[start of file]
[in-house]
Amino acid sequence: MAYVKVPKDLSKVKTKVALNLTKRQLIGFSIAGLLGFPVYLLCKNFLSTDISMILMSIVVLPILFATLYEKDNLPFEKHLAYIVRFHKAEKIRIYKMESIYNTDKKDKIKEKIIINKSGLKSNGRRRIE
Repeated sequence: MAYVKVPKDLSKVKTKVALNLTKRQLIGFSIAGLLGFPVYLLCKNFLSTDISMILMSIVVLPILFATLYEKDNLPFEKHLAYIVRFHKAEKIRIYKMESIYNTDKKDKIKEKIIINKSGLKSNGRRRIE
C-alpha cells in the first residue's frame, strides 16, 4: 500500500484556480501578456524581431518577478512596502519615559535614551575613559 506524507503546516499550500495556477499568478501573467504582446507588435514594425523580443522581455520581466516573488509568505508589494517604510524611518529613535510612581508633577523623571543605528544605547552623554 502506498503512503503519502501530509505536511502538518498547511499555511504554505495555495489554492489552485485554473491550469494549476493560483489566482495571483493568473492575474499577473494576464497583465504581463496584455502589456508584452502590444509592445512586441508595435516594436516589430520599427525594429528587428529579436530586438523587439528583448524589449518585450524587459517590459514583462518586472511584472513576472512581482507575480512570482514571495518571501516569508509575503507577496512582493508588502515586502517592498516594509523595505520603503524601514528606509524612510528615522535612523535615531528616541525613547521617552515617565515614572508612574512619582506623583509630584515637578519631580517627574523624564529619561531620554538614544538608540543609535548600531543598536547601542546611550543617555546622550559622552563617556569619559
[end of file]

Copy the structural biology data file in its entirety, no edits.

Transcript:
[in-house]
Amino acid sequence: MAYVKVPKDLSKVKTKVALNLTKRQLIGFSIAGLLGFPVYLLCKNFLSTDISMILMSIVVLPILFATLYEKDNLPFEKHLAYIVRFHKAEKIRIYKMESIYNTDKKDKIKEKIIINKSGLKSNGRRRIE
Repeated sequence: MAYVKVPKDLSKVKTKVALNLTKRQLIGFSIAGLLGFPVYLLCKNFLSTDISMILMSIVVLPILFATLYEKDNLPFEKHLAYIVRFHKAEKIRIYKMESIYNTDKKDKIKEKIIINKSGLKSNGRRRIE
C-alpha cells in the first residue's frame, strides 16, 4: 500500500484556480501578456524581431518577478512596502519615559535614551575613559 506524507503546516499550500495556477499568478501573467504582446507588435514594425523580443522581455520581466516573488509568505508589494517604510524611518529613535510612581508633577523623571543605528544605547552623554 502506498503512503503519502501530509505536511502538518498547511499555511504554505495555495489554492489552485485554473491550469494549476493560483489566482495571483493568473492575474499577473494576464497583465504581463496584455502589456508584452502590444509592445512586441508595435516594436516589430520599427525594429528587428529579436530586438523587439528583448524589449518585450524587459517590459514583462518586472511584472513576472512581482507575480512570482514571495518571501516569508509575503507577496512582493508588502515586502517592498516594509523595505520603503524601514528606509524612510528615522535612523535615531528616541525613547521617552515617565515614572508612574512619582506623583509630584515637578519631580517627574523624564529619561531620554538614544538608540543609535548600531543598536547601542546611550543617555546622550559622552563617556569619559